• 4. Journal of Biology, Agriculture and HealthcareISSN 2224-3208 (Paper) ISSN 2225Vol.3, No.4, 2013organizations All the same while it is reasonable to include within the organizations’ environment all those whoinfluence decision making in the organization, it is instructive to note that patients and students only enjoy access tothe relevant organizations environments becauEssentially organizations largely depend on their internal and external environments for survival Inputs come fromthe external environment into the organization Levine and White (1991) referred to thein the external environment as domain and arguably these relevant others must be recognized and considered in themanagerial decision-making process. Dill (1998) and Pickle and Abrahamson, (2009) clarified the concept ofrelevant others when they classified the various stakeholders as follows:5.1 CustomersAll the players or stakeholders in an organization are essential to its functionality, operationality and survival;however, the customers are the most important group becproduction of economic goods and services for the satisfaction of wants and needs. The customer receives thesegoods and services and, in addition, they provide the money for management to satisfy other paWithout the customer, management would be unable to satisfy any group. The customer needs an acceptable qualityof goods and services at an acceptable price. Some customers want higher quality goods and services, but expect topay a higher price for them. What is acceptable quality and price also change constantly. Since the economic systemuses competition as motivating device, the satisfaction of customers is a relative and everorganization must therefore attempt to equal or exceed the efforts of its competitors to satisfy customers. In theirattempts to compete, organizations continually change their offerings of goods and services. What satisfies thecustomer today may not necessarily satisfy him the next daconstantly in terms of quality and price. Customers are thus critical to organizational performance, functionality andrenewal.5.2 EmployeesHealth institutions or organizations need employees to produon the organization for monetary rewards, security and good working conditions as well as many other economic,psychological, and social satisfactions. Development of large organizations after the Industallowed absentee owners to bring pressure on management to increase the satisfaction of the owner group at theexpense of the employee group. Some of them made use of this power. One employee was of little importance whenhe was only one out of hundreds or even thousands. Employees did try to combine their efforts and engage incollective bargaining. However, most had little success because management used various methods to avoidcollective bargaining, such as firing employees whowere also members of a free and democratic society. Extensive labor legislation was the result of these managersbeing unwilling to satisfy the employee group. Today, employees are not to be seen aand fired. They are, in fact, the most critical and valuable resource, because all the other resources including financialinvestments are dormant except they are activated by the human element. Here, health personnel are eorganize and direct the other resources for resultthe inevitability of employees recognizing and accepting their status and utilitarian value as internal customers whoseinputs are critical to each other’s output.5.3 SuppliersSuppliers are those organizations that provide raw materials, equipment, tools, and any other economic goods orservices that the dependent organization uses in the production of economic goods and sertheir own individual wants and needs that management must satisfy. The purchasing health organizations like theuniversity teaching or specialist hospitals are also customers to the suppliers. Just as the supplier cannot exist withe buying organization, the suppliers are critical to the service delivery in the health sector because they provide thenecessary physical and material resources including equipment. The satisfaction of suppliers is therefore ofparamount importance to the health institutions and organizations, especially as the world is in a competitiveenvironment.5.4 CreditorsCreditors are vital parties-at-interest in the public health sector because when administrators need funds to assemblethe factors of production, they must often turn to creditors. As with other partiesparticular wants and needs. They demand security of their funds and a payment of interest that is equal to the securityof their funds. Management of the heJournal of Biology, Agriculture and Healthcare3208 (Paper) ISSN 2225-093X (Online)38ame while it is reasonable to include within the organizations’ environment all those whoinfluence decision making in the organization, it is instructive to note that patients and students only enjoy access tothe relevant organizations environments because of the nature of the services they seek or requireEssentially organizations largely depend on their internal and external environments for survival Inputs come fromthe external environment into the organization Levine and White (1991) referred to the collectivity of relevant othersin the external environment as domain and arguably these relevant others must be recognized and considered in themaking process. Dill (1998) and Pickle and Abrahamson, (2009) clarified the concept ofevant others when they classified the various stakeholders as follows:All the players or stakeholders in an organization are essential to its functionality, operationality and survival;however, the customers are the most important group because the organization’s overproduction of economic goods and services for the satisfaction of wants and needs. The customer receives thesegoods and services and, in addition, they provide the money for management to satisfy other paWithout the customer, management would be unable to satisfy any group. The customer needs an acceptable qualityof goods and services at an acceptable price. Some customers want higher quality goods and services, but expect tohigher price for them. What is acceptable quality and price also change constantly. Since the economic systemuses competition as motivating device, the satisfaction of customers is a relative and everempt to equal or exceed the efforts of its competitors to satisfy customers. In theirattempts to compete, organizations continually change their offerings of goods and services. What satisfies thecustomer today may not necessarily satisfy him the next day and consequently the demands of the customer changeconstantly in terms of quality and price. Customers are thus critical to organizational performance, functionality andHealth institutions or organizations need employees to produce economic goods and services. The employees dependon the organization for monetary rewards, security and good working conditions as well as many other economic,psychological, and social satisfactions. Development of large organizations after the Industallowed absentee owners to bring pressure on management to increase the satisfaction of the owner group at theexpense of the employee group. Some of them made use of this power. One employee was of little importance whenly one out of hundreds or even thousands. Employees did try to combine their efforts and engage incollective bargaining. However, most had little success because management used various methods to avoidcollective bargaining, such as firing employees who talked about or tried to form unions. These same employeeswere also members of a free and democratic society. Extensive labor legislation was the result of these managersbeing unwilling to satisfy the employee group. Today, employees are not to be seen as mere variable cost to be hiredand fired. They are, in fact, the most critical and valuable resource, because all the other resources including financialinvestments are dormant except they are activated by the human element. Here, health personnel are eorganize and direct the other resources for result-oriented service delivery in public health institutions. This explainsthe inevitability of employees recognizing and accepting their status and utilitarian value as internal customers whoseuts are critical to each other’s output.Suppliers are those organizations that provide raw materials, equipment, tools, and any other economic goods orservices that the dependent organization uses in the production of economic goods and sertheir own individual wants and needs that management must satisfy. The purchasing health organizations like theuniversity teaching or specialist hospitals are also customers to the suppliers. Just as the supplier cannot exist withe buying organization, the suppliers are critical to the service delivery in the health sector because they provide thenecessary physical and material resources including equipment. The satisfaction of suppliers is therefore ofe to the health institutions and organizations, especially as the world is in a competitiveinterest in the public health sector because when administrators need funds to assembleduction, they must often turn to creditors. As with other parties-at interest, creditors have theirparticular wants and needs. They demand security of their funds and a payment of interest that is equal to the securityof their funds. Management of the health institutions and organizations must satisfy the wants and needs of creditorswww.iiste.orgame while it is reasonable to include within the organizations’ environment all those whoinfluence decision making in the organization, it is instructive to note that patients and students only enjoy access tose of the nature of the services they seek or requireEssentially organizations largely depend on their internal and external environments for survival Inputs come fromcollectivity of relevant othersin the external environment as domain and arguably these relevant others must be recognized and considered in themaking process. Dill (1998) and Pickle and Abrahamson, (2009) clarified the concept ofAll the players or stakeholders in an organization are essential to its functionality, operationality and survival;ause the organization’s over-riding purpose is theproduction of economic goods and services for the satisfaction of wants and needs. The customer receives thesegoods and services and, in addition, they provide the money for management to satisfy other parties or stakeholders.Without the customer, management would be unable to satisfy any group. The customer needs an acceptable qualityof goods and services at an acceptable price. Some customers want higher quality goods and services, but expect tohigher price for them. What is acceptable quality and price also change constantly. Since the economic systemuses competition as motivating device, the satisfaction of customers is a relative and ever- changing concept. Theempt to equal or exceed the efforts of its competitors to satisfy customers. In theirattempts to compete, organizations continually change their offerings of goods and services. What satisfies they and consequently the demands of the customer changeconstantly in terms of quality and price. Customers are thus critical to organizational performance, functionality andce economic goods and services. The employees dependon the organization for monetary rewards, security and good working conditions as well as many other economic,psychological, and social satisfactions. Development of large organizations after the Industrial Revolution actuallyallowed absentee owners to bring pressure on management to increase the satisfaction of the owner group at theexpense of the employee group. Some of them made use of this power. One employee was of little importance whenly one out of hundreds or even thousands. Employees did try to combine their efforts and engage incollective bargaining. However, most had little success because management used various methods to avoidtalked about or tried to form unions. These same employeeswere also members of a free and democratic society. Extensive labor legislation was the result of these managerss mere variable cost to be hiredand fired. They are, in fact, the most critical and valuable resource, because all the other resources including financialinvestments are dormant except they are activated by the human element. Here, health personnel are expected tooriented service delivery in public health institutions. This explainsthe inevitability of employees recognizing and accepting their status and utilitarian value as internal customers whoseSuppliers are those organizations that provide raw materials, equipment, tools, and any other economic goods orservices that the dependent organization uses in the production of economic goods and services. Suppliers also havetheir own individual wants and needs that management must satisfy. The purchasing health organizations like theuniversity teaching or specialist hospitals are also customers to the suppliers. Just as the supplier cannot exist withoutthe buying organization, the suppliers are critical to the service delivery in the health sector because they provide thenecessary physical and material resources including equipment. The satisfaction of suppliers is therefore ofe to the health institutions and organizations, especially as the world is in a competitiveinterest in the public health sector because when administrators need funds to assembleat interest, creditors have theirparticular wants and needs. They demand security of their funds and a payment of interest that is equal to the securityalth institutions and organizations must satisfy the wants and needs of creditors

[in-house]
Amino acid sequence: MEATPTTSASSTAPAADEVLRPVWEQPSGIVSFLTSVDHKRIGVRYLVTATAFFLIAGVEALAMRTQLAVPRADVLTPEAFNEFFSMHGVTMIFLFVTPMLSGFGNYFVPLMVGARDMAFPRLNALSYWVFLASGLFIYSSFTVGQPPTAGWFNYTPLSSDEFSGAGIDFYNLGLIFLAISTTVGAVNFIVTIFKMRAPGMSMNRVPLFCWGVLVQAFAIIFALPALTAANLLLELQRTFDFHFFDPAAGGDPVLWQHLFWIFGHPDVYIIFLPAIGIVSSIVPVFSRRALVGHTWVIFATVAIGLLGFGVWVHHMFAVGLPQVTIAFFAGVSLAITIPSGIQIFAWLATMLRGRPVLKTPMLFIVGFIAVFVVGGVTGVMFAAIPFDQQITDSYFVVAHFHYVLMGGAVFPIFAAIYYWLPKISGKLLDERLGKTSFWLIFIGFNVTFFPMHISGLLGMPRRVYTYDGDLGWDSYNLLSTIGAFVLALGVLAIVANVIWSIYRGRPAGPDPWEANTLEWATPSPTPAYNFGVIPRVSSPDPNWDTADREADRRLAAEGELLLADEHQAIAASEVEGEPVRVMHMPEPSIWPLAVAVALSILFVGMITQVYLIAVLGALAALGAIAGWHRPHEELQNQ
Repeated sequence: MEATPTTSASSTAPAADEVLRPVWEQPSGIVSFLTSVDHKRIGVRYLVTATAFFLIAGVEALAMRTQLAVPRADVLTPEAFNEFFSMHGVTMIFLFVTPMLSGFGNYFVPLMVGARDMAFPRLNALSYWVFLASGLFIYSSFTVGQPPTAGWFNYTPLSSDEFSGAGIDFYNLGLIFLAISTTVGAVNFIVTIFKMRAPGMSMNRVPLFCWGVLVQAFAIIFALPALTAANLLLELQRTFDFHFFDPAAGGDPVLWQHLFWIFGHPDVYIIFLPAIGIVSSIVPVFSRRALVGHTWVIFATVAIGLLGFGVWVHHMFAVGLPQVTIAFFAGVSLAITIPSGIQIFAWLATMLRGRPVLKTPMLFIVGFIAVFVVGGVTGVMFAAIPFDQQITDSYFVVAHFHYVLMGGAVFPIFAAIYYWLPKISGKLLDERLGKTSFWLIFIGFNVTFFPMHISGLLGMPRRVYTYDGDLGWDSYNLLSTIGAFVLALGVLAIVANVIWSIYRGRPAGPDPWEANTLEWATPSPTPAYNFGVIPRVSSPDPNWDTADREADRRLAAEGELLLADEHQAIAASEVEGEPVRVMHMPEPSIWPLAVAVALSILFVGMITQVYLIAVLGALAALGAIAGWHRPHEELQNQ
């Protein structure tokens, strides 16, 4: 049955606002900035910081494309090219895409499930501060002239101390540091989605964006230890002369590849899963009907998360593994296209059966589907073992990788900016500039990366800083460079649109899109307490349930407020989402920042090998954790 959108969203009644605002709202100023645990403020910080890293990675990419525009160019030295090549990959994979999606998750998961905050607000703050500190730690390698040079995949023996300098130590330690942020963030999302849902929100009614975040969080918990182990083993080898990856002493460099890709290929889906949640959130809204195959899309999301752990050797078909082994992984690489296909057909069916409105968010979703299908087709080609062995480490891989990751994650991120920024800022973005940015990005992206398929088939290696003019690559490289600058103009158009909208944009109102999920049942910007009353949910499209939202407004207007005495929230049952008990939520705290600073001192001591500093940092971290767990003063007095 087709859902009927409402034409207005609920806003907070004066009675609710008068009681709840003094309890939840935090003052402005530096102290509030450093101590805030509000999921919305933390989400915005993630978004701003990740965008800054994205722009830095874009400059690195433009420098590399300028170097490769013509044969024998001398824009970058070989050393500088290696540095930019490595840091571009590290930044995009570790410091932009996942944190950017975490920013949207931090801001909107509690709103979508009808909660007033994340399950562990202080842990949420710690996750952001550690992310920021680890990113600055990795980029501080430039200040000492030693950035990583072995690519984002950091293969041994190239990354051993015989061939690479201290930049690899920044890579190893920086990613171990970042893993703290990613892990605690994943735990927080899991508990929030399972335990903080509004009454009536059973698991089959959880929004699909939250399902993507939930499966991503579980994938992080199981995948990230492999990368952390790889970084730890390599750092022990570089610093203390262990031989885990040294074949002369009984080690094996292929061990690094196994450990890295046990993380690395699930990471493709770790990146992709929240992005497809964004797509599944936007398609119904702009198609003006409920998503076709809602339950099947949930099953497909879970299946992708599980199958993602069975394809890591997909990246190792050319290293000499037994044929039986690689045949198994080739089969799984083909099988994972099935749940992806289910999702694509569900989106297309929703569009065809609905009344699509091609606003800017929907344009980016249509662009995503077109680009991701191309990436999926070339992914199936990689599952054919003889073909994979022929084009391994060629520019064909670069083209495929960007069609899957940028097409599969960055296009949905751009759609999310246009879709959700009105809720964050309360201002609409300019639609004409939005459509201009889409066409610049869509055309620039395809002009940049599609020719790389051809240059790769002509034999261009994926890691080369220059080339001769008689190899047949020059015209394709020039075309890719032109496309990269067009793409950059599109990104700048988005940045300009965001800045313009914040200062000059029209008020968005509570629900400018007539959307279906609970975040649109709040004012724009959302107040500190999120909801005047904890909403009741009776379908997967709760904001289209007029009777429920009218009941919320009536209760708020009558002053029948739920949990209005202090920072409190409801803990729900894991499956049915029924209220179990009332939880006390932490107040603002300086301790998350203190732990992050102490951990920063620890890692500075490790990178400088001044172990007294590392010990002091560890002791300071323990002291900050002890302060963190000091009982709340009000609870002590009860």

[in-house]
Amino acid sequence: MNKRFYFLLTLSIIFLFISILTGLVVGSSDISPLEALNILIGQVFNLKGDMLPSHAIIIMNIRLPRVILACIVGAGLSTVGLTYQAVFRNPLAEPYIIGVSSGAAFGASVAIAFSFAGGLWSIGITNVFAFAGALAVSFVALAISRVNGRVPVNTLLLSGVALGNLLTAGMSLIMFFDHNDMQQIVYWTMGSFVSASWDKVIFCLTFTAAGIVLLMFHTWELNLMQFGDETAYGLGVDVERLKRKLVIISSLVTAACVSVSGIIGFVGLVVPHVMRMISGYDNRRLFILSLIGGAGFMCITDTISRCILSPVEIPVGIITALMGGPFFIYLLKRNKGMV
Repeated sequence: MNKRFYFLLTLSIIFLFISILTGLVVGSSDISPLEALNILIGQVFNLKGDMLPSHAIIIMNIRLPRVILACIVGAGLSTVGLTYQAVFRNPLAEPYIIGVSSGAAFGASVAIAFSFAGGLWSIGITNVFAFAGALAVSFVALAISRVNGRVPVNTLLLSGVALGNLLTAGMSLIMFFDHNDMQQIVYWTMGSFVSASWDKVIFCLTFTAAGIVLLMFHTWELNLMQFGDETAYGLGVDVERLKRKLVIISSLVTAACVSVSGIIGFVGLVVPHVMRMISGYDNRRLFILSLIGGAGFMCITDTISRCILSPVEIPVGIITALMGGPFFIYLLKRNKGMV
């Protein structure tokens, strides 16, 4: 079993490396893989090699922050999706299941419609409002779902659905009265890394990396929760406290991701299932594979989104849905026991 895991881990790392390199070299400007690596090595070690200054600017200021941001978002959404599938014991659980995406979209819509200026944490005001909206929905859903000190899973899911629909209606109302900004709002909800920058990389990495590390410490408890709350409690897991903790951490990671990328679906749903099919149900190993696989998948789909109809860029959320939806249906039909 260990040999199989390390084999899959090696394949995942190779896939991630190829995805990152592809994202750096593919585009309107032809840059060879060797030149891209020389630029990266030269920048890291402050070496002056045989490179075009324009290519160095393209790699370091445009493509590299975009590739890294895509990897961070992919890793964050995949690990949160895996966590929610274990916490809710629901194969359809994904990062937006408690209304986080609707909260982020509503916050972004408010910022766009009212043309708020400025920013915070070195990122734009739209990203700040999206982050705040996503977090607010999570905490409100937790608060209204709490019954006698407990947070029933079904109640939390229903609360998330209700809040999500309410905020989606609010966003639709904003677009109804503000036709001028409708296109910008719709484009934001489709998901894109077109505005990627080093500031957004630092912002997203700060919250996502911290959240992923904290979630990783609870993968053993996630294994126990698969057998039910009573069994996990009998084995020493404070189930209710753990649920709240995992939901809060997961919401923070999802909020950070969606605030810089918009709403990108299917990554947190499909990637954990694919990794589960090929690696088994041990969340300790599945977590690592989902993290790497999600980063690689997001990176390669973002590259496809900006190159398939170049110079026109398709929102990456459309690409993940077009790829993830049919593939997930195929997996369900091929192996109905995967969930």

• 5. Journal of Biology, Agriculture and HealthcareISSN 2224-3208 (Paper) ISSN 2225Vol.3, No.4, 2013if they expect to obtain more funds in the future. In other words, if management does not repay monies borrowed,plus the specified interest rates, it will have a hard time bon management to force satisfaction of their wants and heeds. Creditors thus play a facilitating and complementaryrole to public health institutions and organizations, especially when government’sdelayed due to bureaucratic red-tapism.5.5 Government and OwnersLocal, state, and federal governments are a necessary partiesprovide the social structure needed for the prodroadways, flood control, police and fire protection, legal systems, national defense, and many other services that areessential to the operation of any health institution and organization. In retusupport and finance these governments in their operations. Consequently, governments have their own peculiar wantsand needs. In order for governments to continue effective operations, organizations must provide approsupport for the basic concepts of the existing government. Financial support of these governments is a differentmatter, for governments have immediate and powerful weapons with which they are able to force management tosatisfy this need. Since governments at all levels are critical .to the operationality and functionality of public healthinstitutions and organizations, the management of such institutions must take the government into consideration intheir day- to-day operations and activities. Afactors of production; the latter are essential to customer satisfaction and loyalty. In the public health sector,government as the owner has a critical role to play in service deliverfunds which are investments without which desirable returns in the form of efficient and effective service deliverycannot be a reality. It is therefore incumbent on public sector health institutions to maninvestors.5.6 CommunitiesFor the most part, the communities have wants and needs are they expect the management of health institutions andorganizations to be an integral part of the society or environment and to improve and encommunity. Management must, for instance, help the communities in their efforts to enhance the environment forpublic good. Health institutions and organizations can also develop more intensive training programs to train thepeople who have been unable to obtain jobs because of lack of skills. Of course, some of the motivation formanagement’s contribution to these areas has been because of governmental action. In addition, management mustsupport many of the local community’s organizaindefinite in its actions if its wants and needs are not satisfied. The philosophy and culture of corporate socialresponsibility has however become an issue that public health institutithe private sector have to adequately address as part of compensation to their operating environment and contributionto the development of society5.7 CompetitorsOf all the parties-at interest, competitorsatisfaction in respect of their needs and wants In a system that relies on competition as a major motivating force theonly form of satisfaction that management owes its competitofew weapons at their command with which to force management to satisfy their wants and needs. However,competitors, like customers and employees, are also citizens in a free, democratic society and havepowers It should also be noted that the satisfaction of competitors has a degree of relationship with satisfaction ofcustomers, for only through competition does management obtain maximum satisfaction of the customer group Infact, competition is the motivating force that produces maximum satisfaction of human wants and needs Therefore, ifmanagement is not fair and equitable in its practices toward competitors, then customers cannot obtain maximumsatisfaction,6. A Critical Assessment of Public Health Service Delivery in NigeriaThe public sector as the sector of the economy established and operated by the government and its agencies isdistinguishable from the private sector and organized on behalf of the citizenry The public sector is instate that deals with the delivery of goods and services by and for the government whether at the national, regionalstate or the local level and its activities include delivering social services and security, administering urban planningand organizing national defenses. In so far as organizations exist as part of government machinery for implementingJournal of Biology, Agriculture and Healthcare3208 (Paper) ISSN 2225-093X (Online)39if they expect to obtain more funds in the future. In other words, if management does not repay monies borrowed,plus the specified interest rates, it will have a hard time borrowing. Consequently, creditors exert a strong influenceon management to force satisfaction of their wants and heeds. Creditors thus play a facilitating and complementaryrole to public health institutions and organizations, especially when government’s funds are inadequate or aretapism.Local, state, and federal governments are a necessary parties-at-interest in any organization. These governmentsprovide the social structure needed for the production of economic goods and services. Governments provideroadways, flood control, police and fire protection, legal systems, national defense, and many other services that areessential to the operation of any health institution and organization. In return for these services, management mustsupport and finance these governments in their operations. Consequently, governments have their own peculiar wantsand needs. In order for governments to continue effective operations, organizations must provide approsupport for the basic concepts of the existing government. Financial support of these governments is a differentmatter, for governments have immediate and powerful weapons with which they are able to force management tovernments at all levels are critical .to the operationality and functionality of public healthinstitutions and organizations, the management of such institutions must take the government into consideration inday operations and activities. Again, since organizations use governments/owners funds to purchase thefactors of production; the latter are essential to customer satisfaction and loyalty. In the public health sector,government as the owner has a critical role to play in service delivery primarily due to the fact that they provide thefunds which are investments without which desirable returns in the form of efficient and effective service deliverycannot be a reality. It is therefore incumbent on public sector health institutions to manage the owners who are theFor the most part, the communities have wants and needs are they expect the management of health institutions andorganizations to be an integral part of the society or environment and to improve and encommunity. Management must, for instance, help the communities in their efforts to enhance the environment forpublic good. Health institutions and organizations can also develop more intensive training programs to train theo have been unable to obtain jobs because of lack of skills. Of course, some of the motivation formanagement’s contribution to these areas has been because of governmental action. In addition, management mustsupport many of the local community’s organizations drives and initiatives. The community is traditionally slow andindefinite in its actions if its wants and needs are not satisfied. The philosophy and culture of corporate socialresponsibility has however become an issue that public health institutions and organizations, like their counterparts inthe private sector have to adequately address as part of compensation to their operating environment and contributionat interest, competitors are probably of least importance to management and thus require the leastsatisfaction in respect of their needs and wants In a system that relies on competition as a major motivating force theonly form of satisfaction that management owes its competitors is fair and honest practices Competitors have veryfew weapons at their command with which to force management to satisfy their wants and needs. However,competitors, like customers and employees, are also citizens in a free, democratic society and havepowers It should also be noted that the satisfaction of competitors has a degree of relationship with satisfaction ofcustomers, for only through competition does management obtain maximum satisfaction of the customer group Inon is the motivating force that produces maximum satisfaction of human wants and needs Therefore, ifmanagement is not fair and equitable in its practices toward competitors, then customers cannot obtain maximumublic Health Service Delivery in NigeriaThe public sector as the sector of the economy established and operated by the government and its agencies isdistinguishable from the private sector and organized on behalf of the citizenry The public sector is instate that deals with the delivery of goods and services by and for the government whether at the national, regionalstate or the local level and its activities include delivering social services and security, administering urban planningand organizing national defenses. In so far as organizations exist as part of government machinery for implementingwww.iiste.orgif they expect to obtain more funds in the future. In other words, if management does not repay monies borrowed,orrowing. Consequently, creditors exert a strong influenceon management to force satisfaction of their wants and heeds. Creditors thus play a facilitating and complementaryfunds are inadequate or areinterest in any organization. These governmentsuction of economic goods and services. Governments provideroadways, flood control, police and fire protection, legal systems, national defense, and many other services that arern for these services, management mustsupport and finance these governments in their operations. Consequently, governments have their own peculiar wantsand needs. In order for governments to continue effective operations, organizations must provide approval andsupport for the basic concepts of the existing government. Financial support of these governments is a differentmatter, for governments have immediate and powerful weapons with which they are able to force management tovernments at all levels are critical .to the operationality and functionality of public healthinstitutions and organizations, the management of such institutions must take the government into consideration ingain, since organizations use governments/owners funds to purchase thefactors of production; the latter are essential to customer satisfaction and loyalty. In the public health sector,y primarily due to the fact that they provide thefunds which are investments without which desirable returns in the form of efficient and effective service deliveryage the owners who are theFor the most part, the communities have wants and needs are they expect the management of health institutions andorganizations to be an integral part of the society or environment and to improve and enhance life within thecommunity. Management must, for instance, help the communities in their efforts to enhance the environment forpublic good. Health institutions and organizations can also develop more intensive training programs to train theo have been unable to obtain jobs because of lack of skills. Of course, some of the motivation formanagement’s contribution to these areas has been because of governmental action. In addition, management musttions drives and initiatives. The community is traditionally slow andindefinite in its actions if its wants and needs are not satisfied. The philosophy and culture of corporate socialons and organizations, like their counterparts inthe private sector have to adequately address as part of compensation to their operating environment and contributions are probably of least importance to management and thus require the leastsatisfaction in respect of their needs and wants In a system that relies on competition as a major motivating force thers is fair and honest practices Competitors have veryfew weapons at their command with which to force management to satisfy their wants and needs. However,competitors, like customers and employees, are also citizens in a free, democratic society and have equal votingpowers It should also be noted that the satisfaction of competitors has a degree of relationship with satisfaction ofcustomers, for only through competition does management obtain maximum satisfaction of the customer group Inon is the motivating force that produces maximum satisfaction of human wants and needs Therefore, ifmanagement is not fair and equitable in its practices toward competitors, then customers cannot obtain maximumThe public sector as the sector of the economy established and operated by the government and its agencies isdistinguishable from the private sector and organized on behalf of the citizenry The public sector is in fact part of thestate that deals with the delivery of goods and services by and for the government whether at the national, regionalstate or the local level and its activities include delivering social services and security, administering urban planningand organizing national defenses. In so far as organizations exist as part of government machinery for implementing